Emily Kunelius '10

Emily KineliusAgriculture and Nutrition From the Ground Up

Emily Kunelius, a graduate of the Food Service Management (Now Culinary Arts and Nutrition) concentration Dietetic Technician, talks about her passion for nutrition and agriculture and how the Thompson School helped her toward an apprenticeship that will inform her future career. 

I started at the Thompson School as a non-traditional student in the fall of 2008.  I had been working for the previous 7 years in various full time positions. During my years in the “working world,” my strong interest in nutrition really became apparent to me and I decided to return to school to obtain a degree in nutrition. I was attracted to the Thompson School because of its Associates Degree program in dietetics as well as its hands-on approach to learning. The Thompson School was a great fit for me not only because of its hands-on approach, but also because of its small class sizes. The small classes allowed the opportunity for great discussions, and I was not just another name on the attendance sheet.  The teachers became friends and they were always there to give guidance or just to chat. The teachers at the Thompson School are all passionate about their fields, and desire to share their knowledge with their students. This makes learning so much more interesting and fun.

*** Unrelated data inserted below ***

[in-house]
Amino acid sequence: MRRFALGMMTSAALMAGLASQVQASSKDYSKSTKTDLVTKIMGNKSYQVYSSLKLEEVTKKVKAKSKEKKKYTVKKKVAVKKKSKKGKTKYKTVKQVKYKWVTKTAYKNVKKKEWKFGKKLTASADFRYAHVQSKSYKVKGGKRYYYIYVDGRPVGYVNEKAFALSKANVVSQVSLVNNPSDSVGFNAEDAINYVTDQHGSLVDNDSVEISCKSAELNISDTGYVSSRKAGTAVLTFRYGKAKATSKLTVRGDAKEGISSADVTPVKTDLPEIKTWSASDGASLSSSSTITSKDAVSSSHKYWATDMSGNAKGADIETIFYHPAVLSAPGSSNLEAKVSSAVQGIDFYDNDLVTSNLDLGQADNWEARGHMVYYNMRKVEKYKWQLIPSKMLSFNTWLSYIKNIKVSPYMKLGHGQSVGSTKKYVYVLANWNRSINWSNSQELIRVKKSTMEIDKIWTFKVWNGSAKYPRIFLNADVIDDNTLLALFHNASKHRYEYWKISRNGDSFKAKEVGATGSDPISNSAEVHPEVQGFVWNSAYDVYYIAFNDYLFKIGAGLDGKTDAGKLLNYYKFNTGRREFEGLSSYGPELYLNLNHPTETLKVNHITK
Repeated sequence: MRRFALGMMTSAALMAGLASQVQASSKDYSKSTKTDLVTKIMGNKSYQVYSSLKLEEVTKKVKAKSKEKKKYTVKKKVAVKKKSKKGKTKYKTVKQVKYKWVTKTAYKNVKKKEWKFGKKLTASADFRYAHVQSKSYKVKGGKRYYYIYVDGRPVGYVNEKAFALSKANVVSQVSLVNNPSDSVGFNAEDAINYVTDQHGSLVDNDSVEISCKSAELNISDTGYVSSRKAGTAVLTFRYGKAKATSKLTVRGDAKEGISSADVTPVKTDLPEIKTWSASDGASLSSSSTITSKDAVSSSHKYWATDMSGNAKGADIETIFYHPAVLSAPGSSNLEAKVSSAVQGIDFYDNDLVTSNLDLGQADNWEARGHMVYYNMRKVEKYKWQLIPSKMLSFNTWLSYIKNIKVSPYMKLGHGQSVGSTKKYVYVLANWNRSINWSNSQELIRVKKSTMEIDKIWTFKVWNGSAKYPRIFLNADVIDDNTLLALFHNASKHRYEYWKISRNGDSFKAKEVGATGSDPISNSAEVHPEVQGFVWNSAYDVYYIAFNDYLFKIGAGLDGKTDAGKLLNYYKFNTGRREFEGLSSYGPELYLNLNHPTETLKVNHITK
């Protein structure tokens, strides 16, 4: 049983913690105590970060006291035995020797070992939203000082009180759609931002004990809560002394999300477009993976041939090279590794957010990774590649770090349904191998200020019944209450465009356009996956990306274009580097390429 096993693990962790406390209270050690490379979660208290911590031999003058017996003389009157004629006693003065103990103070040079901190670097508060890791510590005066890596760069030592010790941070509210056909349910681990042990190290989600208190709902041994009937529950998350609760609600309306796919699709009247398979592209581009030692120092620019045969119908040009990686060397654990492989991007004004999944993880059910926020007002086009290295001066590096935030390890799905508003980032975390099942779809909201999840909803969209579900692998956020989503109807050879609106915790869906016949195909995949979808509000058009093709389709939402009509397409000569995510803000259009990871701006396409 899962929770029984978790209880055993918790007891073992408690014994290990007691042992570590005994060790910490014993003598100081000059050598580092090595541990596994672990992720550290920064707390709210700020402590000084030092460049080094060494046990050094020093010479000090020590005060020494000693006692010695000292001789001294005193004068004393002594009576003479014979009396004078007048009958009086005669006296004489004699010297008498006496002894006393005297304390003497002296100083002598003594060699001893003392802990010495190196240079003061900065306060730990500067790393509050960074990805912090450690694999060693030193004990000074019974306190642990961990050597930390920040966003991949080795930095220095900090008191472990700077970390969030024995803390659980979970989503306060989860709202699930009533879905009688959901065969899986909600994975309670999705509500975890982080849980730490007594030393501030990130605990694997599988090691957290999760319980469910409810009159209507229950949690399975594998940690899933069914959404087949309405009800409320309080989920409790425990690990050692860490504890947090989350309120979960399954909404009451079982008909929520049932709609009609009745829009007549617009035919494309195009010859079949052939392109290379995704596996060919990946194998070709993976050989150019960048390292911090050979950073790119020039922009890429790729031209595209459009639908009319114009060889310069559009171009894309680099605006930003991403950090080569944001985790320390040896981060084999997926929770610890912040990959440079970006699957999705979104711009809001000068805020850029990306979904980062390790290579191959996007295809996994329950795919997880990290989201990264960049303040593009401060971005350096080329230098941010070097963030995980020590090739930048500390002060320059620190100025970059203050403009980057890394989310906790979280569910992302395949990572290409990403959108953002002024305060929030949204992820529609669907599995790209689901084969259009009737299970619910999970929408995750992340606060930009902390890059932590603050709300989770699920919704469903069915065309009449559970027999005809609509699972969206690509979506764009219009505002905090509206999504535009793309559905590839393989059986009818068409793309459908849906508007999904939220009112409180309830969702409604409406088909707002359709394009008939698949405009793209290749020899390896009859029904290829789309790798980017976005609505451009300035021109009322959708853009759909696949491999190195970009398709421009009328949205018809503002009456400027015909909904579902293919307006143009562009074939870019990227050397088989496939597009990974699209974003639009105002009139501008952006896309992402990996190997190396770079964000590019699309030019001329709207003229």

Along with my passion for nutrition, I have a strong interest in agriculture and wanted to be able to combine these two fields. While studying nutrition, I knew that I was leaning towards community nutrition rather than working in a clinical setting.  During my last semester, with the help of my advisor, I was able to take classes in Community Nutrition as well as Local Foods for Local Tables. These two classes helped to bring my whole experience at the Thompson School together. I believe that in order to make healthier communities, we are at the point where we need to start from the ground and work up, literally. It is important for people to understand where their food comes from, and know what they are actually eating.  In this way, they can gain an appreciation of the farmer who grows what we eat. We are at an exciting time right now, because communities truly are becoming more interested in farming and local foods. As graduation approached, I wondered, “What is available for me to combine these two interests together?”

The answer came in the form of an apprenticeship at Jones Family Farms in Shelton, Connecticut. Terry and Jean Jones, UNH alumni themselves, were at the campus in late winter of 2010 to give a presentation about their farm, and happened to meet my professor and advisor, Nancy Johnson, in the hallway.  Jean Jones is a registered dietitian, and spoke to Nancy about their apprenticeship program; wondering if perhaps Nancy had a student that might be interested. I immediately came to Nancy’s mind.  Within a matter of days, I went from not knowing what I would do after graduation, to seriously considering a 7 month apprenticeship in CT. I applied for the apprenticeship and was accepted, and a week after my graduation, I moved down to Jones Family Farms.